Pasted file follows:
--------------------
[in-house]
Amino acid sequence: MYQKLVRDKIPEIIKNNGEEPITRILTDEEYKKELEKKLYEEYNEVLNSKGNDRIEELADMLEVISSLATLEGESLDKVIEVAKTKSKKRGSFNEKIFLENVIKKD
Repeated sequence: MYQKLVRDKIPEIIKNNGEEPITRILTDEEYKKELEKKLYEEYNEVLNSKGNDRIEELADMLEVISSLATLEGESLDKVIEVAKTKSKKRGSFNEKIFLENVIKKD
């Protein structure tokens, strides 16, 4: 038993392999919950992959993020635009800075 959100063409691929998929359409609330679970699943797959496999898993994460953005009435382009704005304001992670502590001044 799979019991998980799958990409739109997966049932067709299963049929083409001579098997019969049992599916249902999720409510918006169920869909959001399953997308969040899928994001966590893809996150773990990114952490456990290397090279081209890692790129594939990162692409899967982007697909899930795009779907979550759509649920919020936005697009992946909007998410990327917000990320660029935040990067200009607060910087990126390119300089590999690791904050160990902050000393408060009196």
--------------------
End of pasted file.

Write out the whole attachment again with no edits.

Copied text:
[in-house]
Amino acid sequence: MYQKLVRDKIPEIIKNNGEEPITRILTDEEYKKELEKKLYEEYNEVLNSKGNDRIEELADMLEVISSLATLEGESLDKVIEVAKTKSKKRGSFNEKIFLENVIKKD
Repeated sequence: MYQKLVRDKIPEIIKNNGEEPITRILTDEEYKKELEKKLYEEYNEVLNSKGNDRIEELADMLEVISSLATLEGESLDKVIEVAKTKSKKRGSFNEKIFLENVIKKD
């Protein structure tokens, strides 16, 4: 038993392999919950992959993020635009800075 959100063409691929998929359409609330679970699943797959496999898993994460953005009435382009704005304001992670502590001044 799979019991998980799958990409739109997966049932067709299963049929083409001579098997019969049992599916249902999720409510918006169920869909959001399953997308969040899928994001966590893809996150773990990114952490456990290397090279081209890692790129594939990162692409899967982007697909899930795009779907979550759509649920919020936005697009992946909007998410990327917000990320660029935040990067200009607060910087990126390119300089590999690791904050160990902050000393408060009196």